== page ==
Alternating Current – What Comes Out of the Socket
Traditional electric generators – like those in hydropower, gas, wind or even nuclear power plants – create alternating current. This means that the electric current continuously reverses direction. In Europe, the frequency is 50 Hz (i.e. 50 times per second). The advantage of alternating current is that it is easily transformed and thus allows electric energy to travel efficiently even over long distances. Alternating current is therefore generally the first choice in energy supply. The abbreviation for the term is AC, which is why people often talk about AC charging when “refueling” with alternating current.
3-Phase Alternating Current – Especially Efficient
So-called “3-phase alternating current” is a special kind of alternating current. By generating three alternating voltages over three phases at different times, it is possible to produce the same power with half the material input (i.e., half the cable cross section). Unlike in North America and Great Britain, the home electricity grid in Germany, Austria, and Switzerland as well as many other European countries is based on 3-phase current. Smaller devices use only a 230 V and 16 A phase (3.7 kW max.), while stoves, ovens, and appliances connected via a red 3-phase socket use several. With three phases, 11 kW of total power (3 × 230 V × 16 A) is available. In certain buildings, the power supply even allows a 32 A current. This doubles the maximum power consumption to 22 kW.
Direct Current – What the Battery Needs and Supplies
Batteries (and also solar cells) provide direct current. This means there is a one-directional flow of electric current. The term is abbreviated as DC. The most important consumer in the electric car – the motor – uses alternating current (AC). That’s why the car requires a so-called inverter which turns DC into AC. In the same way, a rectifier is needed: it turns the alternating current of the electricity grid into direct current, which the battery needs for charging. Both components are installed in every e-car and PHEV. Some fully electric vehicles (BEVs) and virtually all PHEVs (whose batteries are much smaller and charging speed is not quite as important) only allow for single-phase AC charging. This is to save costs: In several target markets there is only single-phase electricity, so an unusable 3-phase charger in the vehicle would not make much sense there. So, if you live in a country with a 3-phase power grid and want to charge more quickly at home, you should make sure the on-board charger is three-phase-charging compliant. The majority of wallboxes (also from KEBA) are equipped for this.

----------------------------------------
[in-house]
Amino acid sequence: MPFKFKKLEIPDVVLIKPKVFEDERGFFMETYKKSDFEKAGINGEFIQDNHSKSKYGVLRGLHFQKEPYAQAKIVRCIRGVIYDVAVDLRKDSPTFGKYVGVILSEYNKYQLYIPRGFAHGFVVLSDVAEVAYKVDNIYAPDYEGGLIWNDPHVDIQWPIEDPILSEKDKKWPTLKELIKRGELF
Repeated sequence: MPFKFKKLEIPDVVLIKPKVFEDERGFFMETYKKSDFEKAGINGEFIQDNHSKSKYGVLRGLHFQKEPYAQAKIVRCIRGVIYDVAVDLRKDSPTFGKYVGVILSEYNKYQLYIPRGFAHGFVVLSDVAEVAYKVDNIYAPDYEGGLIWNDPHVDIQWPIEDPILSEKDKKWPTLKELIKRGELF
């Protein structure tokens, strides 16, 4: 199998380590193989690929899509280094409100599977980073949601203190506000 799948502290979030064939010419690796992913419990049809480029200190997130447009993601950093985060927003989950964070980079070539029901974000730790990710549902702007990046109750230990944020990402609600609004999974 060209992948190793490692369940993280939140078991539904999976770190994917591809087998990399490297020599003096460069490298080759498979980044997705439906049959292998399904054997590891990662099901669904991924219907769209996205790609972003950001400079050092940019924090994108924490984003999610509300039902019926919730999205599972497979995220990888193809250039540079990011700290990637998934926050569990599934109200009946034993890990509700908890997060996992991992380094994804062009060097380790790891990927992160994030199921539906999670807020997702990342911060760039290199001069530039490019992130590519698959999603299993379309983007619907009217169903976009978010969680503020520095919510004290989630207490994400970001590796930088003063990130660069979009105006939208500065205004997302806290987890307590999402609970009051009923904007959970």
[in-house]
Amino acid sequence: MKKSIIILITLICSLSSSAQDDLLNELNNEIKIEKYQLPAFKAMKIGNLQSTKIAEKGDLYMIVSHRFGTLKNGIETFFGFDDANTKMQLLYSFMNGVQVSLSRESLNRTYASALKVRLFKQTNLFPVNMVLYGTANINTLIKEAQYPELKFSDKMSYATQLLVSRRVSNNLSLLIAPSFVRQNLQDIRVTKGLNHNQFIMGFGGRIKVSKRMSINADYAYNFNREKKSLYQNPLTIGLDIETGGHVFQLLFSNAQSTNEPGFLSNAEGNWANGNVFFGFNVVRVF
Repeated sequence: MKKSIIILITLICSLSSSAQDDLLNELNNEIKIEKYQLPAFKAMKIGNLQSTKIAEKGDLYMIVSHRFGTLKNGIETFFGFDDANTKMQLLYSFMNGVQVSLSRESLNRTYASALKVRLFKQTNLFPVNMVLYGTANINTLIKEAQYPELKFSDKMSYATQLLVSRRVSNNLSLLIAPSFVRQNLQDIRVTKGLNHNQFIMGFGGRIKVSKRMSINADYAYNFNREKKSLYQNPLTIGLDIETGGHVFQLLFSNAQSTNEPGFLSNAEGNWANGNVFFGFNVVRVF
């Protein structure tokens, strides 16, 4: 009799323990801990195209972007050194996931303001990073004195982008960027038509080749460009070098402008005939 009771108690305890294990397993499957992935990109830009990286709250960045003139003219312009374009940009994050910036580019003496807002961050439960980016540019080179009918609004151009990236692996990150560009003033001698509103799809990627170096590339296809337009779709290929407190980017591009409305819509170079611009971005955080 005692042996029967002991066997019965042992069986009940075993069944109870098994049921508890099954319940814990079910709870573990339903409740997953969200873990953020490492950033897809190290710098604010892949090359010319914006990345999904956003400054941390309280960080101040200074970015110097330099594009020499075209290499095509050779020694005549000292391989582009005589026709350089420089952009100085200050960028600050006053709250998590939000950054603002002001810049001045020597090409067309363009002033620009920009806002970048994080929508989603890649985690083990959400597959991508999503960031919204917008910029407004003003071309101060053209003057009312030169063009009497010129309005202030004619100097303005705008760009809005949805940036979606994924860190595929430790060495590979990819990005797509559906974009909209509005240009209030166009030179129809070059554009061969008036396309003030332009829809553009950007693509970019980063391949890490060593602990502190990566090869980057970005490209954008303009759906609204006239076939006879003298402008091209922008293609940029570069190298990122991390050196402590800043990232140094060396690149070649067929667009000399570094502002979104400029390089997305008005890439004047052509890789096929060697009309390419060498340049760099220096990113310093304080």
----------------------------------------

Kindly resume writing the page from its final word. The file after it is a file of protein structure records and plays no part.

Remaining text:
Rapid Charging – Only Possible with Direct Current
To reach higher charging speeds, a higher charging capacity is required. This works best with direct current, as the battery is a direct-current component. A so-called rapid charger already turns the alternating current of the power grid into direct current outside the vehicle, which can thus flow into the battery unhindered. A special connection or additional battery buffering enables such DC chargers to generate particularly high charging rates of well over 300 kW (depending on the vehicle type). Charging with power above the AC level, however, is significantly more expensive due to the elaborate technology and puts a higher load on the battery, which can lead to premature aging.
Charging at Home, Resource-Friendly and Quick
In short: If you want to charge with more than 3.6 kW at home, make sure your e-car can charge 3-phase. Then 11 kW are always possible in the GSA region, even up to 22 kW depending on the vehicle and the home connection. Moreover, slower charging with AC through home wallboxes protects the battery unlike fast DC charging.